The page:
Coal miningCoal mining
is the mining
How coal is extracted from coal seams depends on how deep the seams are, and also the geology and geography of the area it's being mined in.
If the coal seams are near the surface, the coal is extracted by either:
- open pit mining, basically a quarry
- strip mining, coal is extracted by large machines in strips, the strata on top of the coal is often allowed to fall back to where the seam was once the mining has finished.
Most open cast mines extract lignite.
However most coal seams are too deep underground for open cast mining. Most coal is extracted by either:
- deep mining, The shaft is dug vertically deep into the ground. These tend to be the most productive pits and often contain high quality coals.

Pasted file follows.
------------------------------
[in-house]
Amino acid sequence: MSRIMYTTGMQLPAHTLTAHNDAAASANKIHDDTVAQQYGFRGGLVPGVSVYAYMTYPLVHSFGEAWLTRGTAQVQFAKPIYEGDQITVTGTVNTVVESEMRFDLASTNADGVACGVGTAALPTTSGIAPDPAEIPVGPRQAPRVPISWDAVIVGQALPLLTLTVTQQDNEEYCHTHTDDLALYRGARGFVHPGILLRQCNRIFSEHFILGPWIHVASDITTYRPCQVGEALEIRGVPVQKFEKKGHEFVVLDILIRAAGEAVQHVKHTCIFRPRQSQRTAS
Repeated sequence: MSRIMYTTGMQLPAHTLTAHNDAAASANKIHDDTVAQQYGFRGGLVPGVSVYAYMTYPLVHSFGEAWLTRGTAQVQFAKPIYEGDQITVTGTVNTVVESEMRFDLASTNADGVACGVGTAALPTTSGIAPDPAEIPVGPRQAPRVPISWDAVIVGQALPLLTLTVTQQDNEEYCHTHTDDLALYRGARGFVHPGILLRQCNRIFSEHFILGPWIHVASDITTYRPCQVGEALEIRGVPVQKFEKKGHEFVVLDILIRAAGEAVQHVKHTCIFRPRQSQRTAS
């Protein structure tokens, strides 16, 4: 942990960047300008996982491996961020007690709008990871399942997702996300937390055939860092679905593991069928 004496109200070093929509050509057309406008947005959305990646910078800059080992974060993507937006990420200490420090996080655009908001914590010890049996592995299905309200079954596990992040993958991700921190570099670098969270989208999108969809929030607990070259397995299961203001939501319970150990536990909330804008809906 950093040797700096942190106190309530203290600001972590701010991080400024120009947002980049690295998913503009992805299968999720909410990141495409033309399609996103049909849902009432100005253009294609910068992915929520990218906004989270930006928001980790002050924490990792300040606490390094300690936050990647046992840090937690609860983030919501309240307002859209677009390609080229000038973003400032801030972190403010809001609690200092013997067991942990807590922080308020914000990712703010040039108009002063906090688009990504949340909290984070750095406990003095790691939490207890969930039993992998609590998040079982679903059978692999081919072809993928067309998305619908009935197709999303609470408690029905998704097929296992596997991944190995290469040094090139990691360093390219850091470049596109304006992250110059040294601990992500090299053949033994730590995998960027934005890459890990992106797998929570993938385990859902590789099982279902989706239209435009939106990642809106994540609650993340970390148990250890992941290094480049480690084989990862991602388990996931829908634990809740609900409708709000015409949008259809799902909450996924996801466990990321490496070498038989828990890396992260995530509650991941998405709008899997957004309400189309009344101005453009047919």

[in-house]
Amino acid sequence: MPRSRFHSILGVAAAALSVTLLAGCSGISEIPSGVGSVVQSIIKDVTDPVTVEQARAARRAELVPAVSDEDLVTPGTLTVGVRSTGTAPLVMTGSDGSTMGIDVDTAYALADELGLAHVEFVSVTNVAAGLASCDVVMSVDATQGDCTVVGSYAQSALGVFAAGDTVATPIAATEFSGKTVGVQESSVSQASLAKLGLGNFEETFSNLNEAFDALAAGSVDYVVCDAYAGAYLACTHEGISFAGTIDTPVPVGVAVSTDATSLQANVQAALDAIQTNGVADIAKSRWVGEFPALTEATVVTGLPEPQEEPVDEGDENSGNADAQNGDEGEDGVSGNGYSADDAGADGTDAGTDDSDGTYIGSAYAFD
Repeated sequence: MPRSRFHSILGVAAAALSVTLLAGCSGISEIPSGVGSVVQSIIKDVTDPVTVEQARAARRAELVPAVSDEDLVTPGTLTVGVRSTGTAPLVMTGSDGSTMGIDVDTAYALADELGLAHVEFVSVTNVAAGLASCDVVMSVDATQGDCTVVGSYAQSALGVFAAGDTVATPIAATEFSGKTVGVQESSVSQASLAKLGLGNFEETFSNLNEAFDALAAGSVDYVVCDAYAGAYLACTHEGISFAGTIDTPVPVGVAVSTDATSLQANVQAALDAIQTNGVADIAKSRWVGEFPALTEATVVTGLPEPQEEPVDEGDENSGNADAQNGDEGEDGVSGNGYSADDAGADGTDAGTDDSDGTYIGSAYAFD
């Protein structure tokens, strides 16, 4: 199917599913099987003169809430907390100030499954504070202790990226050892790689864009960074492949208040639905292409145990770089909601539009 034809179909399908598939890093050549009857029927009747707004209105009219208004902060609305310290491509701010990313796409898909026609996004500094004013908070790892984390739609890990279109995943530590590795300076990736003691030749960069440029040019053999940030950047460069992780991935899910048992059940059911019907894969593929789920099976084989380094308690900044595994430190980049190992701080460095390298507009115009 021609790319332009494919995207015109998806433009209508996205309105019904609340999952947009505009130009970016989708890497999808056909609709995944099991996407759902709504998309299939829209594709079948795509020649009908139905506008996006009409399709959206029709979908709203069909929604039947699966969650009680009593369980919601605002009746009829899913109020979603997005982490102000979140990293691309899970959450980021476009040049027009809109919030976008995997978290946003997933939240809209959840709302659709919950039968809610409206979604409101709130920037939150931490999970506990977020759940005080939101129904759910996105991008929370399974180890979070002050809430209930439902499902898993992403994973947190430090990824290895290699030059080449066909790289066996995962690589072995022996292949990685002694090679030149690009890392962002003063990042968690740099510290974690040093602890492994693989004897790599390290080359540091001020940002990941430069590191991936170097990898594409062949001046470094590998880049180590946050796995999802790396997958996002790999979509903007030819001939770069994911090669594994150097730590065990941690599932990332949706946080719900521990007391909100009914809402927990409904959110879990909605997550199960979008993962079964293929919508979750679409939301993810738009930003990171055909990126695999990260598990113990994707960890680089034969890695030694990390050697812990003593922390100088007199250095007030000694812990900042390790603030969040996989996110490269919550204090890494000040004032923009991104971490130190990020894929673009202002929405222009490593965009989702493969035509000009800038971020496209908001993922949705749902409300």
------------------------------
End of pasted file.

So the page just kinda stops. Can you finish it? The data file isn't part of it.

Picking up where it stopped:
- drift mining, The shaft is dug into the side of a mountain. Drift mines are smaller than deep mines and are common in South Wales.
Mining can be very dangerous and although in the West disasters are now rare, pit collapses, explosions and flooding are sadly still common in parts of the world. China
tried to keep its mining disasters hidden, but news leaks out.
The industry has been subject to sometimes violent labor relations in the U.S. (for example, see Ludlow Massacre); union organizers were sometimes murdered by management.
Now coal mining is highly unionised and is often quite militant.
Mining communities are often close knit and very religious with a strong sense of community spirit.
They are also invariably strongholds of left wing political parties.